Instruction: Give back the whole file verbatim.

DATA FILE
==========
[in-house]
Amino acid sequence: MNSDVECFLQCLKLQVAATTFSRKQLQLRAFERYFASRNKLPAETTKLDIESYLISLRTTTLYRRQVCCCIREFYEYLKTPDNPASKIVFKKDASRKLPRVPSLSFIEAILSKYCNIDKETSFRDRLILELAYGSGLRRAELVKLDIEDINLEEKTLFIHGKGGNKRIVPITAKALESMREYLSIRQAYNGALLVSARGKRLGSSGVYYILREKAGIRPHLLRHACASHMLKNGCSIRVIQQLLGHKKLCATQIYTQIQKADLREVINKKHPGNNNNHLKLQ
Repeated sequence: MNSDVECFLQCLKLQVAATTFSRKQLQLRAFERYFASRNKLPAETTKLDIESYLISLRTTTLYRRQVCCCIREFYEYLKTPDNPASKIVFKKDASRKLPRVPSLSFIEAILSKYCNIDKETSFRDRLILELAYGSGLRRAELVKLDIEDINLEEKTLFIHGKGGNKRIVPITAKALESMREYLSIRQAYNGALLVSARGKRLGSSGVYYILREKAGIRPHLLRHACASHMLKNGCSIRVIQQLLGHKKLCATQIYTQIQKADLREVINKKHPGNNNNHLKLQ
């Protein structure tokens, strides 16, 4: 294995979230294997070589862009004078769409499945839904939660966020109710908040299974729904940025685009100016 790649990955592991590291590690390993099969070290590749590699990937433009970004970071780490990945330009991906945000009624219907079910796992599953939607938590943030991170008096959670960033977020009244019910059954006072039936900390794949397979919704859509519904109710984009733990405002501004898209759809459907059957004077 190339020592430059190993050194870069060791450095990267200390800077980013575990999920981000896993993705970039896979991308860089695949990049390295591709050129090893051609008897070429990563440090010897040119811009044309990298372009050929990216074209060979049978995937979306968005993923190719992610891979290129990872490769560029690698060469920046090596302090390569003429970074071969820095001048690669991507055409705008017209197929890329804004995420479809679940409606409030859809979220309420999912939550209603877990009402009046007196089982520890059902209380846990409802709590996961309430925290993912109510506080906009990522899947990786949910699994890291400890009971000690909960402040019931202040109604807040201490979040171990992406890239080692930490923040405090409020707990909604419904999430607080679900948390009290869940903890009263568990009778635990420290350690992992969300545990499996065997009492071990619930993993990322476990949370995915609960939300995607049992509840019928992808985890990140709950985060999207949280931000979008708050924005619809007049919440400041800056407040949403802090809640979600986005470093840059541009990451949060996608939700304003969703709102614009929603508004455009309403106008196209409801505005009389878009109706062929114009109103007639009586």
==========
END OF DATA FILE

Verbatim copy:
[in-house]
Amino acid sequence: MNSDVECFLQCLKLQVAATTFSRKQLQLRAFERYFASRNKLPAETTKLDIESYLISLRTTTLYRRQVCCCIREFYEYLKTPDNPASKIVFKKDASRKLPRVPSLSFIEAILSKYCNIDKETSFRDRLILELAYGSGLRRAELVKLDIEDINLEEKTLFIHGKGGNKRIVPITAKALESMREYLSIRQAYNGALLVSARGKRLGSSGVYYILREKAGIRPHLLRHACASHMLKNGCSIRVIQQLLGHKKLCATQIYTQIQKADLREVINKKHPGNNNNHLKLQ
Repeated sequence: MNSDVECFLQCLKLQVAATTFSRKQLQLRAFERYFASRNKLPAETTKLDIESYLISLRTTTLYRRQVCCCIREFYEYLKTPDNPASKIVFKKDASRKLPRVPSLSFIEAILSKYCNIDKETSFRDRLILELAYGSGLRRAELVKLDIEDINLEEKTLFIHGKGGNKRIVPITAKALESMREYLSIRQAYNGALLVSARGKRLGSSGVYYILREKAGIRPHLLRHACASHMLKNGCSIRVIQQLLGHKKLCATQIYTQIQKADLREVINKKHPGNNNNHLKLQ
């Protein structure tokens, strides 16, 4: 294995979230294997070589862009004078769409499945839904939660966020109710908040299974729904940025685009100016 790649990955592991590291590690390993099969070290590749590699990937433009970004970071780490990945330009991906945000009624219907079910796992599953939607938590943030991170008096959670960033977020009244019910059954006072039936900390794949397979919704859509519904109710984009733990405002501004898209759809459907059957004077 190339020592430059190993050194870069060791450095990267200390800077980013575990999920981000896993993705970039896979991308860089695949990049390295591709050129090893051609008897070429990563440090010897040119811009044309990298372009050929990216074209060979049978995937979306968005993923190719992610891979290129990872490769560029690698060469920046090596302090390569003429970074071969820095001048690669991507055409705008017209197929890329804004995420479809679940409606409030859809979220309420999912939550209603877990009402009046007196089982520890059902209380846990409802709590996961309430925290993912109510506080906009990522899947990786949910699994890291400890009971000690909960402040019931202040109604807040201490979040171990992406890239080692930490923040405090409020707990909604419904999430607080679900948390009290869940903890009263568990009778635990420290350690992992969300545990499996065997009492071990619930993993990322476990949370995915609960939300995607049992509840019928992808985890990140709950985060999207949280931000979008708050924005619809007049919440400041800056407040949403802090809640979600986005470093840059541009990451949060996608939700304003969703709102614009929603508004455009309403106008196209409801505005009389878009109706062929114009109103007639009586």